- The market town of Bourne, Lincolnshire, England -
THE AREA KNOWN AS Bourne Wood was originally part of the primaeval Brunswald Forest, now covering some 400 acres that have been owned by the Forestry Commission since 1926, and the area is managed for conservation as well as recreation and timber production.
There has probably been continuous tree cover on this site for the last 8,000 years and the present trees are a mixture of broadleaf and conifer of all ages and their diversity has created ideal conditions for a wide range of wildlife.
Many woodland plants have survived and so make the forest valuable in terms of wildlife conservation. The wild flowers than can be seen here in season include bluebells, primroses, wood anemone and nettle leaved bell flower while fallow deer are abundant and you may catch a glimpse of their smaller, shy cousin, the muntjac or barking deer.
Deep in the woods are two lakes which were made by damming a small dip in the landscape in 1972 and these have become watering holes for woodland inhabitants and home to ducks, herons, many aquatic animals and several species of fish. The pools are a mass of rushes and sedge, white water lilies float on the surface and yellow flag grows in the margins while fallow deer come to drink here in the evenings and early mornings and their hoof prints can often be seen in the soft mud at the water's edge. This is a marvellous sight if you are prepared to sit here until dusk or to get up at 4 a m on a summer's morning for a rendezvous with these graceful creatures.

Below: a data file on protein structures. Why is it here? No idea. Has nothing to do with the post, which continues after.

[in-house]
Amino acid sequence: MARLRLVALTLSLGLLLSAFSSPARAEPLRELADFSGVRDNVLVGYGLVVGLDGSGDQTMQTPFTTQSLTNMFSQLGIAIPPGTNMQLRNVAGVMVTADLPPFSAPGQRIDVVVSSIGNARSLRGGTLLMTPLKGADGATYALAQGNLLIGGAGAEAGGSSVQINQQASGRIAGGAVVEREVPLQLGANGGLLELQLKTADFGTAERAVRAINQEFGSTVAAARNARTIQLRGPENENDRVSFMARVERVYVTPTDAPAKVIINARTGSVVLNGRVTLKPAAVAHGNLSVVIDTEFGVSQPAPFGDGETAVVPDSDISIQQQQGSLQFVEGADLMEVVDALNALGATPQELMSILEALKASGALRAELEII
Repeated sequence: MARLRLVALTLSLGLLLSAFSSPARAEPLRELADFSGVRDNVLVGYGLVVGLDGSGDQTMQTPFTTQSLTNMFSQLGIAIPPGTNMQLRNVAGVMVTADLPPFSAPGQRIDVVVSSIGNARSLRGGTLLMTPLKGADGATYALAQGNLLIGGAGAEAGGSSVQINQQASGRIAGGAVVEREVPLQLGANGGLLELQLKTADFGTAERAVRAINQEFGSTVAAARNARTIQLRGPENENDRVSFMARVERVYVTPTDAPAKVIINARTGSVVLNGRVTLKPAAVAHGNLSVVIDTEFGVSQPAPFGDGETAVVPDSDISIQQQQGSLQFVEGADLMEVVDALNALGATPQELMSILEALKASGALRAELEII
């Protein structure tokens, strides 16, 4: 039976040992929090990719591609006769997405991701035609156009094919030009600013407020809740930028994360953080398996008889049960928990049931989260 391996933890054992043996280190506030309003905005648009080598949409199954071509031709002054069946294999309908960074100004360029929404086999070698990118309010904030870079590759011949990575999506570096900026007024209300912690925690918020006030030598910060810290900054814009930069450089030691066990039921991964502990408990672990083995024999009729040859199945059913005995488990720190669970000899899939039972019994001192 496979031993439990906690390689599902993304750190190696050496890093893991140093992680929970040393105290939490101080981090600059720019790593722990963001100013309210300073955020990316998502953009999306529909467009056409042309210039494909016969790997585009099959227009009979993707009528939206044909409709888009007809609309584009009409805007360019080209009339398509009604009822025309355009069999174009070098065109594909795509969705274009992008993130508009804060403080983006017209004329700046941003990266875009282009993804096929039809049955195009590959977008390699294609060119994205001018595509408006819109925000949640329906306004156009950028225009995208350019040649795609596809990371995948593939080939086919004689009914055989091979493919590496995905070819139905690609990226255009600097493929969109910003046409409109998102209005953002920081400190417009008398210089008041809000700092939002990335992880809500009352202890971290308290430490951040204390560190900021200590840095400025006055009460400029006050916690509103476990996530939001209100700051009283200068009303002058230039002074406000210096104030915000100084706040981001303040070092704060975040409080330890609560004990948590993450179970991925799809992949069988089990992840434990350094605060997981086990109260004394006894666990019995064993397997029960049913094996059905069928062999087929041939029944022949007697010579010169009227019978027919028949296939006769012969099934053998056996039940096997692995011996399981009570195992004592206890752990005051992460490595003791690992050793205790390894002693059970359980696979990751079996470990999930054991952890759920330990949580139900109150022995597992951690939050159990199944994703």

Other animals that can be seen in these glades are foxes, grey squirrels, owls, snakes, badgers and dormice and a wide variety of birds. Nightingales can be heard on summer nights and rare bats and dragonflies fly over the water at twilight.
Bourne Wood is a wonderful amenity for the town, a place to visit and keep pace with the changing seasons. In spring, you will find cow parsley and May blossom along some of the paths while in summer, the greenery can be astoundingly bright after a spell of rain and sun and in the autumn, the woods take on a mellow, golden glow which is at its best in the morning sunlight. Winter too has its charm with dimly lit paths through the trees and undergrowth that waits for another spring.
A comprehensive history of Bourne Wood with many photographs